The Challenge: To create a strong brand that would enable the company to educate a country where meat has little value on sustainable and humane animal practices.
The Solution: Create a branding guide and vision that not only encompassed the logo, but also the company’s culture and the way clients were educated on the product.
The Outcome: A successful butcher shop with a tv show in the making on humane butchery practices, two restaurants and the coveted title of number 27 in latin America.
Branding for food is a very dynamic process. Sitting at the intersection of art and basic human need it requires a balance of emotional outreach and trust. Osso was a specially fascinating project.
Osso was a revolutionary concept for the Peruvian market. Their goal was to bring sustainable and humane butchery practices that uses 90% of the animal and also delivered incredible high end products. To do so meant to change the audiences perception of what a butcher is. In the Latin American market, being a butcher is to be a simple marketer of meat. No knowledge is required on the history of the animal, of the type of life it lead or on the cuts sold.
Add to that the fact that unlike its neighbors: Argentina, Uruguay and Brazil, the Peruvian geography had not lead to a historically strong meat market. The population had developed a very strong variety of proteins to choose from, focusing on perfecting dishes with fish as a base. The most popular beef based dish in the country: Lomo Saltado, was a wok based stir fry fusion of Peruvian and Chinese flavors. The meat quality plays no significant role int his dish, and it can be prepared with a range of cuts. Thus getting Peruvians to understand the value of spending, larger than your average amount of money, on a cut of meat was going to be a challenge.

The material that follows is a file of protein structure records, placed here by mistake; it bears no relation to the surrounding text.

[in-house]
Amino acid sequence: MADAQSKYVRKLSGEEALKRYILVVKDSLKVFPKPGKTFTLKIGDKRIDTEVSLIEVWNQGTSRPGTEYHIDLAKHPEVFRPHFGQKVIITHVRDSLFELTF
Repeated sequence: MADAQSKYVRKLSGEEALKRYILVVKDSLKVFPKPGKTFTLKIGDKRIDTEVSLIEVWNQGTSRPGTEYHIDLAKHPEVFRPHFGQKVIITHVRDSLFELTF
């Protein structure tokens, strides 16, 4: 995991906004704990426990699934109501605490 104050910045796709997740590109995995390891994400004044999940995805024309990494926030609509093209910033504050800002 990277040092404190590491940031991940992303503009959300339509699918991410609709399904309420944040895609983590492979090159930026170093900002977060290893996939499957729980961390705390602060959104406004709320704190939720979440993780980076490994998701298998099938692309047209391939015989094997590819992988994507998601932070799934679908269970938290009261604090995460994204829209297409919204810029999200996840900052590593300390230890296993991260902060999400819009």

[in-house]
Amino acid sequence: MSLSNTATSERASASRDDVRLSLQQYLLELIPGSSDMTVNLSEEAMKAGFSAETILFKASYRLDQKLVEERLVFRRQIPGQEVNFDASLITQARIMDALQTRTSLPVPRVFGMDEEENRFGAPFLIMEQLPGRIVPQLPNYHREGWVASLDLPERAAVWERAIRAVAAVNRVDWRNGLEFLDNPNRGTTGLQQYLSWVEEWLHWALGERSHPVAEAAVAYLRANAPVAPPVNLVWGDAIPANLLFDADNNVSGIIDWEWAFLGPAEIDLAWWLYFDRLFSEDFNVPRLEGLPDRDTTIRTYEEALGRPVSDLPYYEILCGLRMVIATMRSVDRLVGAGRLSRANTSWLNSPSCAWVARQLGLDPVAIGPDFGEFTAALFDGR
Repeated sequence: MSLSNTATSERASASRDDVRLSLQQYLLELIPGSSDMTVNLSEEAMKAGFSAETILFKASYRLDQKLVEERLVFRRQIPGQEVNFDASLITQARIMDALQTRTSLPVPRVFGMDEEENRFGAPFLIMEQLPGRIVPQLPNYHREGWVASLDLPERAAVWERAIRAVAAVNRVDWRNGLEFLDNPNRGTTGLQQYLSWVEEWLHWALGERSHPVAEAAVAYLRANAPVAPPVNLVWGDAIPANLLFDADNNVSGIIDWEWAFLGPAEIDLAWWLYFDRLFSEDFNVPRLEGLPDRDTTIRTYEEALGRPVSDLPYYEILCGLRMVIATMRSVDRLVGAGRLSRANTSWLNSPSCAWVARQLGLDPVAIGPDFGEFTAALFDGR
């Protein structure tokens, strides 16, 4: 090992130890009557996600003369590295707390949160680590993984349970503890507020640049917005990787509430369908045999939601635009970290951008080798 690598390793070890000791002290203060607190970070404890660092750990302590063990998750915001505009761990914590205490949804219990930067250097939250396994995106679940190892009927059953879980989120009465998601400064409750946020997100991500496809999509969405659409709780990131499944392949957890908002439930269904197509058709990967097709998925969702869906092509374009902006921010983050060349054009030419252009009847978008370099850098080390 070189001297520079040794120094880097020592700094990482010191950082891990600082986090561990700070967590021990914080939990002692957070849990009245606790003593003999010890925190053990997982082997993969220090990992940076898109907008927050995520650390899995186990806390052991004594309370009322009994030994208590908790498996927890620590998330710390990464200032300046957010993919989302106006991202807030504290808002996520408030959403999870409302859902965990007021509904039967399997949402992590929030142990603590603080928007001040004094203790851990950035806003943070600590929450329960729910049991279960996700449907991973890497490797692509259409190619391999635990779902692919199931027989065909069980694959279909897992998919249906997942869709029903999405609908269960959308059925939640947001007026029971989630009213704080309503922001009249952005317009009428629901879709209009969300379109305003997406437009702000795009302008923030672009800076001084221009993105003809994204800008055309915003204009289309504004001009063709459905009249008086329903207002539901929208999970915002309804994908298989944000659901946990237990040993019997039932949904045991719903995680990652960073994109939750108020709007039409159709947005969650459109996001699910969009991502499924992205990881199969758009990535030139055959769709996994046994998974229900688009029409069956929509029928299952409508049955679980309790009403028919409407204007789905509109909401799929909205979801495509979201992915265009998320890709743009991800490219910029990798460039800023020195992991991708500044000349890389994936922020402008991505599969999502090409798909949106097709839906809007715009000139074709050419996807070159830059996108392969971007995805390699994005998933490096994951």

I came onto the project as head of branding for the company. Through the process it became apparent that this was a company whose brand would go beyond a visual language and would encompass the entire experience of the customer. Discussions were held on how to speak and educate the customers. It was decided early on that this would mean educating every member of the team on the importance of their work and creating opportunities for people’s views and ideas to be heard. Culturally speaking a lot of these practices were very new in the industry, and it worked advantageously with Osso, setting them apart from the start.
This sense of strength and empowerment also had to be represented visually. Through the research phase I became aware of the fact that Peruvians had a negative reaction against seeing photography or graphic representations of the animal they were about to consume. My design had to balance out out the reality of butchery with visuals that had to rely on iconography and typography to get message across.
When it came to designing the space for the butcher shop and later for the restaurants we worked to maintain a very tight color story in both the experiences. Then peppered both the space and some products with details that were hand made.
Only 8 months after a successful launch, Osso decided to open their first restaurant. I also lead all design work for that process. That year they made it into the Latin Americas best restaurants at #34, where the head of S. Pellegrino commented on the excellence of branding through out the dining experience. In 2016 they moved up to #27.
Role: Creative Director
Other Creative Contributors:
Gabriela Garcia, Mesa